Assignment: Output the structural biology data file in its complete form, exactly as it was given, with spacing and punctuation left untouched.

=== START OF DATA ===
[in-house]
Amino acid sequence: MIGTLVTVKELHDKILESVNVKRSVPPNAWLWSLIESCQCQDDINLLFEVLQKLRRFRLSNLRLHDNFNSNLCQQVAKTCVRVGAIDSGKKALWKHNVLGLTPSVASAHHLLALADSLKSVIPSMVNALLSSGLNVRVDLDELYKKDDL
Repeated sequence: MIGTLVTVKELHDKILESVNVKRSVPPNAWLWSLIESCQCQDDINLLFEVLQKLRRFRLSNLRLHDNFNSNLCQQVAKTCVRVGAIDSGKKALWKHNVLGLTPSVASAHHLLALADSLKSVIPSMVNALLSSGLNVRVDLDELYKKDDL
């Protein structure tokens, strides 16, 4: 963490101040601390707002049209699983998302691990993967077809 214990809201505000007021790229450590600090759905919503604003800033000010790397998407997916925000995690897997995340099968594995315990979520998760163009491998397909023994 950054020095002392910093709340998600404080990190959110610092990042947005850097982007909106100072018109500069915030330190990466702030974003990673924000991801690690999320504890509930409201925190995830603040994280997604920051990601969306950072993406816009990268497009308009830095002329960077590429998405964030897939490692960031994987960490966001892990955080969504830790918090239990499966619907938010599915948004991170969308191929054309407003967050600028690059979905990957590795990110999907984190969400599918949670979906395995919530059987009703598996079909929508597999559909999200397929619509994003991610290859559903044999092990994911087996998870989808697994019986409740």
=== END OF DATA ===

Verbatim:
[in-house]
Amino acid sequence: MIGTLVTVKELHDKILESVNVKRSVPPNAWLWSLIESCQCQDDINLLFEVLQKLRRFRLSNLRLHDNFNSNLCQQVAKTCVRVGAIDSGKKALWKHNVLGLTPSVASAHHLLALADSLKSVIPSMVNALLSSGLNVRVDLDELYKKDDL
Repeated sequence: MIGTLVTVKELHDKILESVNVKRSVPPNAWLWSLIESCQCQDDINLLFEVLQKLRRFRLSNLRLHDNFNSNLCQQVAKTCVRVGAIDSGKKALWKHNVLGLTPSVASAHHLLALADSLKSVIPSMVNALLSSGLNVRVDLDELYKKDDL
């Protein structure tokens, strides 16, 4: 963490101040601390707002049209699983998302691990993967077809 214990809201505000007021790229450590600090759905919503604003800033000010790397998407997916925000995690897997995340099968594995315990979520998760163009491998397909023994 950054020095002392910093709340998600404080990190959110610092990042947005850097982007909106100072018109500069915030330190990466702030974003990673924000991801690690999320504890509930409201925190995830603040994280997604920051990601969306950072993406816009990268497009308009830095002329960077590429998405964030897939490692960031994987960490966001892990955080969504830790918090239990499966619907938010599915948004991170969308191929054309407003967050600028690059979905990957590795990110999907984190969400599918949670979906395995919530059987009703598996079909929508597999559909999200397929619509994003991610290859559903044999092990994911087996998870989808697994019986409740």